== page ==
To those foodies who ponder such matters, it seemed inconceivable that Philadelphia restaurant mogul Stephen Starr could lure Masaharu Morimoto from Nobu, Manhattan’s reigning Japanese fusion establishment, to the City of Brotherly Love, a less prestigious stage for a chef. But Starr did so in 2001 by promising Morimoto his own place. “At Nobu [owned by Nobu Matsuhisa], I was making Nobu’s food,” says Morimoto. “I wanted to make my own food.” Although he accepted the opportunity to operate a namesake restaurant in Philadelphia, he expected soon to be making his own food in Manhattan as well. “Our plan was to open in New York right after Philadelphia,” Morimoto says, “but then 9/11 happened, and we had to wait for the time to be right.”
Following the attacks, Morimoto, a Japanese native who turned to cooking as a teenager after an injury ended his dreams of playing professional baseball, remained in a culinary version of Triple A for another five years before returning to Manhattan’s big leagues in late January. His 160-seat Morimoto is located in Manhattan’s meatpacking district, across from Del Posto, the latest venture from Mario Batali, who, like Morimoto, is a regular on the Food Network’s Iron Chef America program. “Mario’s a good friend,” Morimoto says. “We come to work and wave across the street.”
Morimoto continues to oversee his Philadelphia restaurant and is constantly traveling between the two cities, but he has spent more time in New York this spring to concentrate on the fledgling operation. During the last five years, Manhattan has welcomed many top-tier Japanese restaurants, including Masa, which opened in February 2004 in the Time Warner Center; Megu, which Tokyo restaurant entrepreneur Koji Imai debuted one month later; and Nobu 57, launched by Morimoto’s former employer, Nobu Matsuhisa, in July 2005. To distinguish himself in this crowded field, Morimoto draws on his training in kaiseki, a technique that derives from the Zen tea ceremony and presents seasonal ingredients as if they are tiny works of art.
His version of the omakase, a traditional tasting menu that eschews a fixed, printed list of dishes, frees him to parade his talents in as many as nine courses. The restaurant offers a designated eight-seat omakase bar near the sushi bar, but the meal is available to all diners, and a quiet table might be more suitable for contemplating the subtleties of Morimoto’s dishes. The first is often a delicately composed, paper-thin square of tuna tartare accented with crème fraîche, nori paste, and crunchy rice cracker crumbs. Morimoto follows it with simple surprises such as a sashimi salad consisting of morsels of hamachi (yellowtail) and tai (red snapper) presented on a square porcelain plate, which covers a porcelain box filled with delectable oysters and scallops; when the diner finishes the salad, the waiter removes the plate and reveals the hidden treasure. Morimoto is not above indulging in cross-cultural puns, such as the surf and turf that pairs a nugget of kinmedai, or golden bigeye snapper, with thin slices of seared wagyu beef that are laid over okra like sushi over rice. The dessert course is a quintessentially New York choice: cheesecake.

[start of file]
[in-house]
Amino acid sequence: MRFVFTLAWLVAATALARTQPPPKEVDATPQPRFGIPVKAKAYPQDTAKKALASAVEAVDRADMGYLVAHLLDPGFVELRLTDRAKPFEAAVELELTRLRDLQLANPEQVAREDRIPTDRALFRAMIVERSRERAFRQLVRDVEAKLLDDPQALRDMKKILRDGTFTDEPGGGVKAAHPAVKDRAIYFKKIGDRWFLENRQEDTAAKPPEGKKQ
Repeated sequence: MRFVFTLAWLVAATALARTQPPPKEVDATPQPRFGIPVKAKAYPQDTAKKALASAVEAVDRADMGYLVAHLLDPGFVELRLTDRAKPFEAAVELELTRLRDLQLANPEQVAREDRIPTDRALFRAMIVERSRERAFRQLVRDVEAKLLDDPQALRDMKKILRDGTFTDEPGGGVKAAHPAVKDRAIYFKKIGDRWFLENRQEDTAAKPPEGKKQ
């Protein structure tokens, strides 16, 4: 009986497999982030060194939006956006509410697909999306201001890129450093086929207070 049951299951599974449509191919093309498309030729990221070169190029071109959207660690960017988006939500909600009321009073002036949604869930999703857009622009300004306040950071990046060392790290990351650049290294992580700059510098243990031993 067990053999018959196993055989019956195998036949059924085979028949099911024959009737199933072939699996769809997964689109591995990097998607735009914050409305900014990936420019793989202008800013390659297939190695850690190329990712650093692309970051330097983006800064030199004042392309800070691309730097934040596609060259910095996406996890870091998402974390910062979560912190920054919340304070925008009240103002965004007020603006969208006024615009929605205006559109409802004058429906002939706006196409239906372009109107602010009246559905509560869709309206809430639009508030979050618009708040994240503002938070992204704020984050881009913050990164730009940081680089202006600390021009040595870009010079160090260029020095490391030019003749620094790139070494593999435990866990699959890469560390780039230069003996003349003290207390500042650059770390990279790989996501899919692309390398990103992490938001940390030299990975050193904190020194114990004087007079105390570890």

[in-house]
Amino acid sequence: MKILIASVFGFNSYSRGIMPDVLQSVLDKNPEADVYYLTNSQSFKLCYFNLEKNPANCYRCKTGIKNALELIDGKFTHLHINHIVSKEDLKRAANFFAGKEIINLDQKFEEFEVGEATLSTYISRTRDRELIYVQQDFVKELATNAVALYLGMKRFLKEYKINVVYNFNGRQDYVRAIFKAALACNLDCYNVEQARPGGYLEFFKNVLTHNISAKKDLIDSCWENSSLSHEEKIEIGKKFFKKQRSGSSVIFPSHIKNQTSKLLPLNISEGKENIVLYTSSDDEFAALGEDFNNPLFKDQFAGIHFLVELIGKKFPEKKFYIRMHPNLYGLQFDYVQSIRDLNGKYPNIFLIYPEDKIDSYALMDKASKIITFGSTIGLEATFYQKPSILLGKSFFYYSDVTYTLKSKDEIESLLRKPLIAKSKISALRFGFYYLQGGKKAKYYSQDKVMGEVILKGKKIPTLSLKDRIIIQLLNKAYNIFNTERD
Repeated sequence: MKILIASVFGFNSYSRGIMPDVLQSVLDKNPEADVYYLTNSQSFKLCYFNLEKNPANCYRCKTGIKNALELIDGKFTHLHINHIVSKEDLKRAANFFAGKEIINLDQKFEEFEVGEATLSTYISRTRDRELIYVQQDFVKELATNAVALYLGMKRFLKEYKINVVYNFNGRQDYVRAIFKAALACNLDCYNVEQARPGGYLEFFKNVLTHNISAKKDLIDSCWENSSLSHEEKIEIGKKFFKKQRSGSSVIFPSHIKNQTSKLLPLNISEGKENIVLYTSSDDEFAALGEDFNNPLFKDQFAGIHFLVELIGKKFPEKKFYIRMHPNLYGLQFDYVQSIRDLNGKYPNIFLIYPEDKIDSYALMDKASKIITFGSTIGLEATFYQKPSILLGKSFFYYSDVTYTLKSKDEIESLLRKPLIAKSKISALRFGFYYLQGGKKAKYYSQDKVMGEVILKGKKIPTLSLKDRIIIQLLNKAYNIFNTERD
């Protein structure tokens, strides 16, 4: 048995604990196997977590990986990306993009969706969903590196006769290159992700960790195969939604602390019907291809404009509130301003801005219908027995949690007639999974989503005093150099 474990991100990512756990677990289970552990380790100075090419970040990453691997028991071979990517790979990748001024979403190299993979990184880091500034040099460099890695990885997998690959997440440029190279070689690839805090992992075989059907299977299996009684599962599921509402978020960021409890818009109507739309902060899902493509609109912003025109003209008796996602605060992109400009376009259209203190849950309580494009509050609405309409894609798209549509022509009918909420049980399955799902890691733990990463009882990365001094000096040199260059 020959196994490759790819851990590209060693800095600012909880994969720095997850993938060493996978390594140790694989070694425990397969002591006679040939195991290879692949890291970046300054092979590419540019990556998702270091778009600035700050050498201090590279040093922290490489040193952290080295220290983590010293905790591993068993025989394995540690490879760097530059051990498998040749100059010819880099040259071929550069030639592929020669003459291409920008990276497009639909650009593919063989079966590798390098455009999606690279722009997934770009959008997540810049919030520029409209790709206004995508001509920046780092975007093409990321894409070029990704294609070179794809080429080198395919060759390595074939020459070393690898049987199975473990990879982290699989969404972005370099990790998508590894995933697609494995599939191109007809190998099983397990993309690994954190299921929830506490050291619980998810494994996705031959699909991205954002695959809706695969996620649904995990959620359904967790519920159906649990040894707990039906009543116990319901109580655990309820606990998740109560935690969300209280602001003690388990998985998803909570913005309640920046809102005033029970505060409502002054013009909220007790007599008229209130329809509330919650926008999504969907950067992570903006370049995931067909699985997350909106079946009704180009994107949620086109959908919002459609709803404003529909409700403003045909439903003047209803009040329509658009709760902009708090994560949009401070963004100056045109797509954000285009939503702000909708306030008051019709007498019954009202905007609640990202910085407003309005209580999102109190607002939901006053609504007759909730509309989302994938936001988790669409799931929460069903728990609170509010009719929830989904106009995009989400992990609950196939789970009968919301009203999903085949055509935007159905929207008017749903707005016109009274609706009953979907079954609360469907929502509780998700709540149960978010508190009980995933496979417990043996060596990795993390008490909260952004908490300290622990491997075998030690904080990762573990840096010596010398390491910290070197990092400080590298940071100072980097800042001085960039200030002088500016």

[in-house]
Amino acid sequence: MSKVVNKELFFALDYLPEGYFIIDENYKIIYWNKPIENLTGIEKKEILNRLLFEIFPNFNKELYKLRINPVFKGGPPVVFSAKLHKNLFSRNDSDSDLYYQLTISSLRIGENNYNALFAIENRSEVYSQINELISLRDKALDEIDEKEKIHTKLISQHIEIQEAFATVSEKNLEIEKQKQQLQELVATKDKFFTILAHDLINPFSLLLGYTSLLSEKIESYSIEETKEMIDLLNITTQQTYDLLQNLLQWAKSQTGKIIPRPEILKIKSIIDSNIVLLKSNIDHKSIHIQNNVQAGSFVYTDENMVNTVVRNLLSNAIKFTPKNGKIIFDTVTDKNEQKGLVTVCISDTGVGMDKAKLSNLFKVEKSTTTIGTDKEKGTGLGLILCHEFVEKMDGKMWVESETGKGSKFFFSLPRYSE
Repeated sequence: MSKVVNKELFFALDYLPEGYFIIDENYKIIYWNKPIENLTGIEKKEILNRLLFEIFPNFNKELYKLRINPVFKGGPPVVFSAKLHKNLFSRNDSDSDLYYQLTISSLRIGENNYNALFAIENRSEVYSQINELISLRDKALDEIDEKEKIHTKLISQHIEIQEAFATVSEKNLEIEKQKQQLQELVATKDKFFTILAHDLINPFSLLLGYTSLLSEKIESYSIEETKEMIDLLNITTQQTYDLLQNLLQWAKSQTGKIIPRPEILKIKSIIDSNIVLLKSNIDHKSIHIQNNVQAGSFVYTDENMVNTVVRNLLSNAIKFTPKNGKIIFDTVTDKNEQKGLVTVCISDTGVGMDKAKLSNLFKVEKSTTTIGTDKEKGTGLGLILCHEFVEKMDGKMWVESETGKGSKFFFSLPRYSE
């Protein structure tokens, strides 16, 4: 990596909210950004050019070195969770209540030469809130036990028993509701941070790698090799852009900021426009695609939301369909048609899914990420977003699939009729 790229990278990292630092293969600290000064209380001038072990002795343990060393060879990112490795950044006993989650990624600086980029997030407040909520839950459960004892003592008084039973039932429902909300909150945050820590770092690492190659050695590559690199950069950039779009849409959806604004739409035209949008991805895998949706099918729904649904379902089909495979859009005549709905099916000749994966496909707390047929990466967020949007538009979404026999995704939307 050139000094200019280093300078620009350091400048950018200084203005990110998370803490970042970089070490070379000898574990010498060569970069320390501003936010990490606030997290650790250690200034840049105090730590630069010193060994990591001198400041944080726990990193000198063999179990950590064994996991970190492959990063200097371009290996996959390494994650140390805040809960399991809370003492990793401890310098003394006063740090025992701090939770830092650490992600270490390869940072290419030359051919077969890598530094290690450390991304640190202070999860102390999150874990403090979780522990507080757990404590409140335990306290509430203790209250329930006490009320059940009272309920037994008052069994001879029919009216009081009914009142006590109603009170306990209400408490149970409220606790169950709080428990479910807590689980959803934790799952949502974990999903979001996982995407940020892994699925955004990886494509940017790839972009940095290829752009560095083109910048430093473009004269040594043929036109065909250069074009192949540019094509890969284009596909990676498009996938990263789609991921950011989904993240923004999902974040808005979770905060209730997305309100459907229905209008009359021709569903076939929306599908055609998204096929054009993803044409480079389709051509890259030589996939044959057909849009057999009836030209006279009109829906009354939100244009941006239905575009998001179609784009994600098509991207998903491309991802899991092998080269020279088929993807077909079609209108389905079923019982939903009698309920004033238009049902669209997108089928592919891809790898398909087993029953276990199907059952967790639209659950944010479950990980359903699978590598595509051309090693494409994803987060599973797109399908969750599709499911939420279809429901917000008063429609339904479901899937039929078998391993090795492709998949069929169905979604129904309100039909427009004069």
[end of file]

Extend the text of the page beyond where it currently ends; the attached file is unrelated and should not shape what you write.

Morimoto’s participation in the Iron Chef programs (in addition to performing on Iron Chef America, Morimoto appeared on Iron Chef, the now-defunct Japanese original) indicates that he enjoys performing before a large and critical crowd. It is not surprising then when he says he does not fear the tougher Manhattan restaurant market or its notoriously fickle diners. “I don’t care what other people do,” he says. “I am competitive, but I want to beat myself.”
The opening of Morimoto was long anticipated by Manhattan diners and the chef for whom it is named.